Pelosi has taken her place with Obama and Palin as a favorite target of false claims in chain e-mails, judging by the examples our readers send us.
Here's the truth about some of the bunk being thrown at her by anonymous Internet rumormongers:
Her husband does not own a $17 million stake in the parent of a company whose American Samoa plant she tried to exempt from minimum wage laws. That claim stems from a Wikipedia hoax.
She does not routinely fly about in a 757-size jet that she demanded from the Air Force. She normally flies on the same type of executive jet as her Republican predecessor.
It's untrue that she's calling for a 100 percent "windfall" profits tax on stock profits or retirement savings. That malicious hoax has been going around for at least two years but has recently been revived in a slightly different form.
And it's not true that she couldn't figure out that the voyage on which Captain Cook died was his last. That one – the most recent example – tries to pass off a joke lifted from a 48-year-old gag book as a true story about Pelosi.
The anti-Pelosi attacks increased after Democrats won a bigger majority in the House in last year's election. In earlier articles, we debunked waves of anonymous Internet misinformation about the Democratic presidential contender and the Republican vice presidential pick. Now, it is the speaker's turn.
Rep. Nancy Pelosi has been a target of Internet bunk ever since Democrats seized control of the House from Republicans and first made the San Francisco congresswoman speaker two years ago. The attacks on her were eclipsed for a while by other false Internet rumors being spread about Democratic Sen. Barack Obama of Illinois, after he became a presidential candidate (see "Sliming Obama" Jan. 10, 2008). Then came a sudden wave of mistaken and made-up claims about Alaska Gov. Sarah Palin, after she burst on the national scene as the Republicans' choice for vice president. (See "Sliming Palin," Sept. 8, 2008.) Lately, however, we've seen a new wave of bogus attacks on Pelosi.
A Cooked-Up Story
Bogus e-mail circulating about Nancy Pelosi
The latest nonsense, which we've reprinted at left, contains a number of warning signs that should alert the wary recipient to the fact that it's not true:
It makes lavish use of exclamation points and capital letters, as though shouting could make a dubious story believable.
It describes an "academic function" for which no date or place is given and a "psychiatrist guest" who is not identified by name. Omissions like these commonly make a story impossible to confirm.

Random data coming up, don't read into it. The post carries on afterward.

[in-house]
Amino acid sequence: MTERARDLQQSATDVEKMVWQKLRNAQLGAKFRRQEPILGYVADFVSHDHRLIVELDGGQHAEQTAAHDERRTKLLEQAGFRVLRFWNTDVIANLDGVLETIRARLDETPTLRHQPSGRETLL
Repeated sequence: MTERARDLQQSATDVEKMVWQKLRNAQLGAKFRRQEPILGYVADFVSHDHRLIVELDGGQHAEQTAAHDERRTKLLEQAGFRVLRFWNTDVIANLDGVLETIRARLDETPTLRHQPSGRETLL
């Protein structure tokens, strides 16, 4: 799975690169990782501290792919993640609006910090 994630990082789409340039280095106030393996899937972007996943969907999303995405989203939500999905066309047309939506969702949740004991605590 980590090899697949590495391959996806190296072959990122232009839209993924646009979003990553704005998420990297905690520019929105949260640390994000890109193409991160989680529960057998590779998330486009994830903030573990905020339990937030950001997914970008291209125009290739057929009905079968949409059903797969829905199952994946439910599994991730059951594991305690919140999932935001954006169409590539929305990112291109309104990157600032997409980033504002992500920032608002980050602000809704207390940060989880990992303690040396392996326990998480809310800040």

The author of the story is anonymous and says nothing about where or how the story was obtained, also typical of made-up tales.
And, from a conservative's point of view, the story is too good to be true. Pelosi supposedly proves her own "mental deficiency" by being stumped when the "psychiatrist" asks, "Captain Cook made three trips around the world and died during one of them. Which one?'' She supposedly replies, "I don't know much about history."
If the story sounds like an old joke, that's because it is. Barbara Mikkelson of Snopes.com found and reprinted a version of the story that was published in 1962. In that version, the butt of the joke is an unnamed dinner-party hostess. Mikkelson says other versions appear in even older humor books dating back to the 1950s. So the gag has been around at least a couple of decades longer than Pelosi has been in Congress.
Furthermore, Mikkelson says that for the past several years the same story has been told in other chain e-mails variously targeting non-political figures including "redheads, blondes, Valley Girls and Scientologists." Only recently has some hoaxster grafted Pelosi's name into the tale.
Other claims now circulating about Pelosi may seem more plausible, and are more pernicious, but are hardly more true.
An old falsehood going around in a new version has Pelosi advocating a "windfall tax" on all stock market profits, including those in tax-deferred 401(k) retirement accounts. We debunked an earlier version of this one more than a year ago, in one of our very first "Ask FactCheck" items. Back then, we called it "a fraud" and "a malicious fabrication." But it has lived on, and still remains on our Hot Topics list of things we're asked about most frequently.